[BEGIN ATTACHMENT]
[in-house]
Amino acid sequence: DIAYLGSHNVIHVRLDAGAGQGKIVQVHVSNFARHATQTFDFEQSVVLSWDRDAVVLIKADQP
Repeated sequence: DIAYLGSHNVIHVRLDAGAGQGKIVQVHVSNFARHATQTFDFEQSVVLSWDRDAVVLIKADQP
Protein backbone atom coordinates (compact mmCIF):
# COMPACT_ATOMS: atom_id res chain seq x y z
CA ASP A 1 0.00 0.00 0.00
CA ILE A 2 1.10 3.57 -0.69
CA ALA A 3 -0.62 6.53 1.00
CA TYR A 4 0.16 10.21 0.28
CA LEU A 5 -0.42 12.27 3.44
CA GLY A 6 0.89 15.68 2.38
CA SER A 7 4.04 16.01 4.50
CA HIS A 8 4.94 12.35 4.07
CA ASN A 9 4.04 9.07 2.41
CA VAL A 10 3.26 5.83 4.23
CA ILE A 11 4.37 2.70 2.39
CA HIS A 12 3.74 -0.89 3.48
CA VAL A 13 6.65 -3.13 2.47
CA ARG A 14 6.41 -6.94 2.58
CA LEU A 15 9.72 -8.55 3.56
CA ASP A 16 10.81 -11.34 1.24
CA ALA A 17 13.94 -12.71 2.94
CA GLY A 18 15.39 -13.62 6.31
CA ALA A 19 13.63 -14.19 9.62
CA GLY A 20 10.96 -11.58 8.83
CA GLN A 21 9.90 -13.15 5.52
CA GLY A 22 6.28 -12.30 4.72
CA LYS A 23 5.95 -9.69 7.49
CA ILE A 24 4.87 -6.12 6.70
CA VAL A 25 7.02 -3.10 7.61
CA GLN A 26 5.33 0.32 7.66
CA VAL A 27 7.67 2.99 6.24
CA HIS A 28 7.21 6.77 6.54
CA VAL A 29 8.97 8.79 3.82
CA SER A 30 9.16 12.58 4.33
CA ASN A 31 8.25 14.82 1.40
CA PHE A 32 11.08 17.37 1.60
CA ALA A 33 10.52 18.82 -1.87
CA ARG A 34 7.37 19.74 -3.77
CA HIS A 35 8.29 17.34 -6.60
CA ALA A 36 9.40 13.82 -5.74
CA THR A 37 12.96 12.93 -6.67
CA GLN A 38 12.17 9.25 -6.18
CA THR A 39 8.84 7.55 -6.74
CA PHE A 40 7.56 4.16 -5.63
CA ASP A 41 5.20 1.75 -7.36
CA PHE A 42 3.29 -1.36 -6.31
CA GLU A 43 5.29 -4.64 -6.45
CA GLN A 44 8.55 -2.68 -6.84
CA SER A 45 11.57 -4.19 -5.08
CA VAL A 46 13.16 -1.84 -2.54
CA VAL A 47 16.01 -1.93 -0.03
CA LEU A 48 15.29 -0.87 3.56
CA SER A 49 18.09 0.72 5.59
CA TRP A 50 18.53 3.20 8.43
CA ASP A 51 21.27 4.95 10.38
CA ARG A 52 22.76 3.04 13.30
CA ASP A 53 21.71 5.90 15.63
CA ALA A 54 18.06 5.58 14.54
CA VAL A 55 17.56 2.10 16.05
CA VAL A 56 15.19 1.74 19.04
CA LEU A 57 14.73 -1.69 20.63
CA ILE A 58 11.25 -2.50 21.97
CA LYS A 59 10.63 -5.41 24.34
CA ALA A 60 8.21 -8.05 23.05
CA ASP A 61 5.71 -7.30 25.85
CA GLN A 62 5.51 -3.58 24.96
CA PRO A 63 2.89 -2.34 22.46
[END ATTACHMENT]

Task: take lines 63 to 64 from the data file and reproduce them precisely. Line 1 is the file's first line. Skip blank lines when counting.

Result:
CA ILE A 58 11.25 -2.50 21.97
CA LYS A 59 10.63 -5.41 24.34